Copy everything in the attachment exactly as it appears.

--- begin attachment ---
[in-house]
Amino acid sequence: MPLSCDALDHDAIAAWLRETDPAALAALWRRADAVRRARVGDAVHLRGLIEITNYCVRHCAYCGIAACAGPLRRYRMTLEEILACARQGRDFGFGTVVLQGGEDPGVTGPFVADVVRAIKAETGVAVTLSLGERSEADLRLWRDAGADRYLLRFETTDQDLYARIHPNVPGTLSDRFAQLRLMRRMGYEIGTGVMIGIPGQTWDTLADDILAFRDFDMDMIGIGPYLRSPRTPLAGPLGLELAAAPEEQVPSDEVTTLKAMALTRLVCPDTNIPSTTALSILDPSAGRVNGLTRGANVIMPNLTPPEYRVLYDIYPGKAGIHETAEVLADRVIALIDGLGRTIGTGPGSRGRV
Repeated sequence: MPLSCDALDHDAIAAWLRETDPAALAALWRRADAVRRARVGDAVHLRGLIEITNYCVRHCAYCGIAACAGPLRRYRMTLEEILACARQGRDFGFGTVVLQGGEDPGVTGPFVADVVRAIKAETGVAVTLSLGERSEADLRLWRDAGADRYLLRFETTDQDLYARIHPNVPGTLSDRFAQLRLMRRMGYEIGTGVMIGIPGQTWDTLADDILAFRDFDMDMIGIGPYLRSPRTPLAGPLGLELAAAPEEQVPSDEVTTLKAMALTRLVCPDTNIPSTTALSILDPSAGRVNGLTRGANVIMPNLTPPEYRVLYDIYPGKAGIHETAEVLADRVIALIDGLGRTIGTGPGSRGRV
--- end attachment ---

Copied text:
[in-house]
Amino acid sequence: MPLSCDALDHDAIAAWLRETDPAALAALWRRADAVRRARVGDAVHLRGLIEITNYCVRHCAYCGIAACAGPLRRYRMTLEEILACARQGRDFGFGTVVLQGGEDPGVTGPFVADVVRAIKAETGVAVTLSLGERSEADLRLWRDAGADRYLLRFETTDQDLYARIHPNVPGTLSDRFAQLRLMRRMGYEIGTGVMIGIPGQTWDTLADDILAFRDFDMDMIGIGPYLRSPRTPLAGPLGLELAAAPEEQVPSDEVTTLKAMALTRLVCPDTNIPSTTALSILDPSAGRVNGLTRGANVIMPNLTPPEYRVLYDIYPGKAGIHETAEVLADRVIALIDGLGRTIGTGPGSRGRV
Repeated sequence: MPLSCDALDHDAIAAWLRETDPAALAALWRRADAVRRARVGDAVHLRGLIEITNYCVRHCAYCGIAACAGPLRRYRMTLEEILACARQGRDFGFGTVVLQGGEDPGVTGPFVADVVRAIKAETGVAVTLSLGERSEADLRLWRDAGADRYLLRFETTDQDLYARIHPNVPGTLSDRFAQLRLMRRMGYEIGTGVMIGIPGQTWDTLADDILAFRDFDMDMIGIGPYLRSPRTPLAGPLGLELAAAPEEQVPSDEVTTLKAMALTRLVCPDTNIPSTTALSILDPSAGRVNGLTRGANVIMPNLTPPEYRVLYDIYPGKAGIHETAEVLADRVIALIDGLGRTIGTGPGSRGRV